Yet it was clear to some that more would be needed to secure true freedom for the former slaves. Arguing against the disbandment of the American Anti-Slavery Society, Frederick Douglass stated that “even if every State in the Union had ratified that Amendment, while the black man is confronted in the legislation of the South by the word ‘white,’ our work as abolitionists, as I conceive it, is not done.” Douglass had the foresight to realize that despite the major victory that was the 13th Amendment’s passage, there was still much work to be done before blacks in the newly-reunited States would be truly free.

The American Civil War = Internationally Important!

As the 150th anniversary of the end of the American Civil War draws near, the CLAW program would like to draw attention to a couple of works which demonstrate that the conflict had meanings and effects that were felt beyond the borders of the nation at war.

One such book is part of the Carolina Lowcountry and Atlantic World Series published by the University of South Carolina Press. In The Civil War as Global Conflict: Transnational Meanings of the American Civil War, editors David Gleeson and Simon Lewis present a collection of essays that explore the conflict as more than just a War Between the States, a war with transnational concerns. The essays in this collection examine the Civil War’s place in a global context as well as its impact on the world beyond North America.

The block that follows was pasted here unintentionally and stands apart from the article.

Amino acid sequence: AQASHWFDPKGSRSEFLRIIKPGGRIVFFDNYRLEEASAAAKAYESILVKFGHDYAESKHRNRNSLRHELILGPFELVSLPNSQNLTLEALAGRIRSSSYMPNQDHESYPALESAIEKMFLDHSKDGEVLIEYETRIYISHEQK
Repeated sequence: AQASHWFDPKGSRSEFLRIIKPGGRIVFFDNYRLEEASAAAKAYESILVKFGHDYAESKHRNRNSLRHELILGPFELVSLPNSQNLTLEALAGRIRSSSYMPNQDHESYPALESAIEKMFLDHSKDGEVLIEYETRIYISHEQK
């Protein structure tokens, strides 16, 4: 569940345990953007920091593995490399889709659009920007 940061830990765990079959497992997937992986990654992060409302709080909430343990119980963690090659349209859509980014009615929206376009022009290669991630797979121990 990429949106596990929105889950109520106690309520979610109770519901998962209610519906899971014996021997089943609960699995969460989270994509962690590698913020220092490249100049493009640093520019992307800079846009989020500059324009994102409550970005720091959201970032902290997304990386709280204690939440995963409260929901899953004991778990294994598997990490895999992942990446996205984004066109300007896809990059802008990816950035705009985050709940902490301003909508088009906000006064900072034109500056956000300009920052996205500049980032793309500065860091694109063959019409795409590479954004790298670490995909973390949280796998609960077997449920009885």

-Nimrod Tal’s review from The Civil War Monitor:

-William Coleman’s review from Reviews in History:

Another work worth noting is Don H. Doyle’s The Cause of All Nations: An International History of the American Civil War. In his book Doyle places the war in a global context and explores how much the conflict affected and was affected by international interests. He finds that the Civil War was seen abroad as part of a much broader struggle for democracy, and that the conflict indeed was a critical moment in the global struggle over democracy and democratic ideals.

-Scott Porch’s review from The Chicago Tribune:

The Economist’s review:

News from H-Net: Humanities and Social Sciences Online

Below you’ll find news from the H-Atlantic section of the Humanities and Social Sciences Online, as well as links for the various bits of news.

New Book on Atlantic Slavery and Childhood:

In his new book Amistad’s Orphans: An Atlantic Story of Children, Slavery, and Smuggling (Yale University Press), Benjamin N. Lawrance reconstructs the stories of the six children aboard the schooner La Amistad whose lives were forever altered by the slave revolt. By exploring their stories, Lawrance sheds new light on Atlantic slavery, slave smuggling, and child slavery in the nineteenth century.


New Online Collections in Atlantic World history from Readex and the Library Company of Philadelphia:

Readex, in partnership with the Library Company of Philadelphia, will launch three new collections in March of 2015: African History and Culture, 1540-1921; Black Authors, 1556-1922; and Caribbean History and Culture, 1535-1920, each of which is based on the Library Company’s preeminent Afro-Americana collection.


Faculty and Postdoctoral Fellowships from the Gilder Lehrman Center for the Study of Slavery, Resistance, and Abolition: